While some direct-to-consumer startups have reported that their online sales have tripled or doubled since the start of the pandemic, not every retail company is benefitting from the e-commerce gold rush. In March and April, demand for certain products like travel accessories and wedding attire all but evaporated as those activities became impossible to do under stay-at-home orders. So companies that sell these types of products are doing something they swore they never would before: offer a sale.
A number of direct-to-consumer startups have reported huge revenue growth during over the past several months, in some cases acquiring double or triple the amount of new customers that they did during the same period last year. Now, their focus is on keeping those new customers. Even though retention is important for DTC startups year-round, it is especially so during the pandemic, as more customers are buying certain types of products online for the first time.
In March, the fundraising environment for direct-to-consumer startups was "downright frozen," as Michael Duda, managing partner at hybrid accelerator agency and venture capital fund Bullish, put it. Now, March seems like a lifetime ago. Over the past six months, many direct-to-consumer startups in categories ranging from home improvement, health and wellness, and food have struck it big, reporting that their online sales have doubled or tripled while customer acquisition costs have decreased. Consumer investors are starting to close deals again, while investors that had previously soured on DTC startups because of high customer acquisition costs are starting to change their tune.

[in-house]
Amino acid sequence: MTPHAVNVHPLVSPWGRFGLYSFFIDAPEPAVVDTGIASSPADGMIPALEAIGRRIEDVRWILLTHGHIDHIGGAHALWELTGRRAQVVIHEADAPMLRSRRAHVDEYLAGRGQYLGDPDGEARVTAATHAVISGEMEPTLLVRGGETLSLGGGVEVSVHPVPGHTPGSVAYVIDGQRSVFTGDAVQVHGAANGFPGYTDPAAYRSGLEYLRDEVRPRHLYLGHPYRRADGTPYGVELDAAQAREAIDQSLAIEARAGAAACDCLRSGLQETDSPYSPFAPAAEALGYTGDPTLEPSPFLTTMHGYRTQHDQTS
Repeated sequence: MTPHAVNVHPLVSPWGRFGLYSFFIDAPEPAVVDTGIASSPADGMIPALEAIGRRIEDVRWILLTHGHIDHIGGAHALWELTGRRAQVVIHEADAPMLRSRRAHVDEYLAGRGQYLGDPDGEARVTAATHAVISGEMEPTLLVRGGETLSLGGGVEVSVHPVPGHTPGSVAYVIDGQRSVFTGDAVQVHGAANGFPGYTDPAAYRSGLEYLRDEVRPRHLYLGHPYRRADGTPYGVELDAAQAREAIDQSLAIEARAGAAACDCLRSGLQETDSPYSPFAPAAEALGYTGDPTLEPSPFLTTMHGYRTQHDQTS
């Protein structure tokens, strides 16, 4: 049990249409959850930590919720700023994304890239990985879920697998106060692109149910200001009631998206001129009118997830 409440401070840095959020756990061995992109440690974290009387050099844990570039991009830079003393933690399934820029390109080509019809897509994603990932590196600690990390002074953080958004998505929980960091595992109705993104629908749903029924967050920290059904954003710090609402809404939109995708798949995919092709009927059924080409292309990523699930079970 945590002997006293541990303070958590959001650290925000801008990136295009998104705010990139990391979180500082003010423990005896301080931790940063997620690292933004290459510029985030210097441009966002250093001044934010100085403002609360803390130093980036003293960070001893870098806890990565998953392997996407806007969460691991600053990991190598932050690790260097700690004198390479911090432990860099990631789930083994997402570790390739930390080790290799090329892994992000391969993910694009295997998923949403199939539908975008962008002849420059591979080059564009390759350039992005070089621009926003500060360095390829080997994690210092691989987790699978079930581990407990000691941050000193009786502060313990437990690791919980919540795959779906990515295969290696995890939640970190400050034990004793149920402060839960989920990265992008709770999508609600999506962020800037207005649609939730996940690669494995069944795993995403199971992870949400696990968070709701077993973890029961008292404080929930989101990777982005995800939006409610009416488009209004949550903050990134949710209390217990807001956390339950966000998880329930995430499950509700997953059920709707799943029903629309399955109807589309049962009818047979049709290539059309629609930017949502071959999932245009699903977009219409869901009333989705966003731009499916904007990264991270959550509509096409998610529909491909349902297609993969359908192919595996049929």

All big-box retailers are now trying to become tech companies. That's the takeaway from the news that Walmart is teaming up with Microsoft to submit a bid to acquire TikTok. Acquiring TikTok could help Walmart grow its advertising business astronomically -- and that could be a boon for e-commerce startups looking for somewhere else to spend their money besides the Facebook-Google duopoly.
The business landscape was upended overnight when a virus wreaked havoc on the world. Now, digitally native brands are trying to figure out how to operate in this new landscape. In this report, Modern Retail details all the shifts that occurred over the last year.